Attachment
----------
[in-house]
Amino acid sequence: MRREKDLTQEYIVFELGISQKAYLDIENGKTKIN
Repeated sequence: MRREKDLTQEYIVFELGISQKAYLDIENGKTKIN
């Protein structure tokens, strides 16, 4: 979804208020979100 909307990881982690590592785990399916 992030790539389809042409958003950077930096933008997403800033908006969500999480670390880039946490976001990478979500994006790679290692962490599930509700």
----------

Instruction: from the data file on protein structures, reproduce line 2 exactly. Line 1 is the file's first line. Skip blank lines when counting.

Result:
Amino acid sequence: MRREKDLTQEYIVFELGISQKAYLDIENGKTKIN